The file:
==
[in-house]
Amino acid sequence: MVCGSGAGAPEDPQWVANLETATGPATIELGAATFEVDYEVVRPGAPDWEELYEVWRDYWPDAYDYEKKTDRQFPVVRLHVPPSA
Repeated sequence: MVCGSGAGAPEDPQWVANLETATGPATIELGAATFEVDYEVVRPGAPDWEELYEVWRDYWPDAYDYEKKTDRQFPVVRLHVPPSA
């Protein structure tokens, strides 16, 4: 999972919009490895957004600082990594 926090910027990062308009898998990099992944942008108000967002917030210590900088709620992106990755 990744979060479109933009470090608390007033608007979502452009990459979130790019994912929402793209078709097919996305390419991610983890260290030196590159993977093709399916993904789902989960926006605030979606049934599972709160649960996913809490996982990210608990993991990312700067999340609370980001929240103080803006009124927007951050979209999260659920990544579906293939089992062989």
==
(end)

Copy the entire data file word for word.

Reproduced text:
[in-house]
Amino acid sequence: MVCGSGAGAPEDPQWVANLETATGPATIELGAATFEVDYEVVRPGAPDWEELYEVWRDYWPDAYDYEKKTDRQFPVVRLHVPPSA
Repeated sequence: MVCGSGAGAPEDPQWVANLETATGPATIELGAATFEVDYEVVRPGAPDWEELYEVWRDYWPDAYDYEKKTDRQFPVVRLHVPPSA
């Protein structure tokens, strides 16, 4: 999972919009490895957004600082990594 926090910027990062308009898998990099992944942008108000967002917030210590900088709620992106990755 990744979060479109933009470090608390007033608007979502452009990459979130790019994912929402793209078709097919996305390419991610983890260290030196590159993977093709399916993904789902989960926006605030979606049934599972709160649960996913809490996982990210608990993991990312700067999340609370980001929240103080803006009124927007951050979209999260659920990544579906293939089992062989």